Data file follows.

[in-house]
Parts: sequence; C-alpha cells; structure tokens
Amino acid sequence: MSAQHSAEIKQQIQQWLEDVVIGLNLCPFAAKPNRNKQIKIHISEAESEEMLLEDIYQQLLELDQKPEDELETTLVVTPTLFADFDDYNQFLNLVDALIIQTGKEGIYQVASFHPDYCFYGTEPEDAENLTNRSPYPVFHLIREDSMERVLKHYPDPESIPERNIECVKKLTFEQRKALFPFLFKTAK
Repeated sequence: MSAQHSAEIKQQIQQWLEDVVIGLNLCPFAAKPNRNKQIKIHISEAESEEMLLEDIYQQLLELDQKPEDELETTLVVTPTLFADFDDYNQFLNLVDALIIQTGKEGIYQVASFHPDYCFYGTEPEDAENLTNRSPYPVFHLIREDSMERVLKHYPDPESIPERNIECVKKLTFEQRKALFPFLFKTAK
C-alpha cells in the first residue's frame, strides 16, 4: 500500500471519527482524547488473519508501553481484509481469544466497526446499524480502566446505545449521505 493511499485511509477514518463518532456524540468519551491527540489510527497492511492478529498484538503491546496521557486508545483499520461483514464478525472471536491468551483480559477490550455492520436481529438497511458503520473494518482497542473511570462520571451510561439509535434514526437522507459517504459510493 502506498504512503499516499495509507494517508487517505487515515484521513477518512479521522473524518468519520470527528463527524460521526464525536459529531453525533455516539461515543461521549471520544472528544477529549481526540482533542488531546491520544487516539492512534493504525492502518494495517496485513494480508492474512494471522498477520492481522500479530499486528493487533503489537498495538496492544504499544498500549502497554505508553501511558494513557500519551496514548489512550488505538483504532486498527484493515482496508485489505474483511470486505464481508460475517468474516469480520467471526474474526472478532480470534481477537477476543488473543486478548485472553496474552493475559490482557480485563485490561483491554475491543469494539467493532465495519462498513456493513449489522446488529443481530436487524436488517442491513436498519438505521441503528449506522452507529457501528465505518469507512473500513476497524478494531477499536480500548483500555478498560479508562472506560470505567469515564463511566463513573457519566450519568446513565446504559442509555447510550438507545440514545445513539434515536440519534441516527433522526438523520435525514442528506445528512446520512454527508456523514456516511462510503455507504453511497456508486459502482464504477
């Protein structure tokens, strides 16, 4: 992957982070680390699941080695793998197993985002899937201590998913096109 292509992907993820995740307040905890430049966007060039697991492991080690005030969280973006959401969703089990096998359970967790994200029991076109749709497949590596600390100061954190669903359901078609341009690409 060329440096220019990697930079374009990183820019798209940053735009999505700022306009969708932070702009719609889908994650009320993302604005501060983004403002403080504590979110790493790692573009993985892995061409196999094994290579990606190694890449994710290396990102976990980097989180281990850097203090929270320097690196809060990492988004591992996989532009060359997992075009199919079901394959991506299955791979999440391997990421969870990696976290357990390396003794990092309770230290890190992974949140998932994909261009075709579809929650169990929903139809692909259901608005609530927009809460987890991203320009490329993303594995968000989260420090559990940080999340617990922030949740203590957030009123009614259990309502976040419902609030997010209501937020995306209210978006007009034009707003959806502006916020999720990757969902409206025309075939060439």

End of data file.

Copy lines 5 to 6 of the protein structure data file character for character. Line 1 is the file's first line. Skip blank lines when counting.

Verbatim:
C-alpha cells in the first residue's frame, strides 16, 4: 500500500471519527482524547488473519508501553481484509481469544466497526446499524480502566446505545449521505 493511499485511509477514518463518532456524540468519551491527540489510527497492511492478529498484538503491546496521557486508545483499520461483514464478525472471536491468551483480559477490550455492520436481529438497511458503520473494518482497542473511570462520571451510561439509535434514526437522507459517504459510493 502506498504512503499516499495509507494517508487517505487515515484521513477518512479521522473524518468519520470527528463527524460521526464525536459529531453525533455516539461515543461521549471520544472528544477529549481526540482533542488531546491520544487516539492512534493504525492502518494495517496485513494480508492474512494471522498477520492481522500479530499486528493487533503489537498495538496492544504499544498500549502497554505508553501511558494513557500519551496514548489512550488505538483504532486498527484493515482496508485489505474483511470486505464481508460475517468474516469480520467471526474474526472478532480470534481477537477476543488473543486478548485472553496474552493475559490482557480485563485490561483491554475491543469494539467493532465495519462498513456493513449489522446488529443481530436487524436488517442491513436498519438505521441503528449506522452507529457501528465505518469507512473500513476497524478494531477499536480500548483500555478498560479508562472506560470505567469515564463511566463513573457519566450519568446513565446504559442509555447510550438507545440514545445513539434515536440519534441516527433522526438523520435525514442528506445528512446520512454527508456523514456516511462510503455507504453511497456508486459502482464504477
């Protein structure tokens, strides 16, 4: 992957982070680390699941080695793998197993985002899937201590998913096109 292509992907993820995740307040905890430049966007060039697991492991080690005030969280973006959401969703089990096998359970967790994200029991076109749709497949590596600390100061954190669903359901078609341009690409 060329440096220019990697930079374009990183820019798209940053735009999505700022306009969708932070702009719609889908994650009320993302604005501060983004403002403080504590979110790493790692573009993985892995061409196999094994290579990606190694890449994710290396990102976990980097989180281990850097203090929270320097690196809060990492988004591992996989532009060359997992075009199919079901394959991506299955791979999440391997990421969870990696976290357990390396003794990092309770230290890190992974949140998932994909261009075709579809929650169990929903139809692909259901608005609530927009809460987890991203320009490329993303594995968000989260420090559990940080999340617990922030949740203590957030009123009614259990309502976040419902609030997010209501937020995306209210978006007009034009707003959806502006916020999720990757969902409206025309075939060439």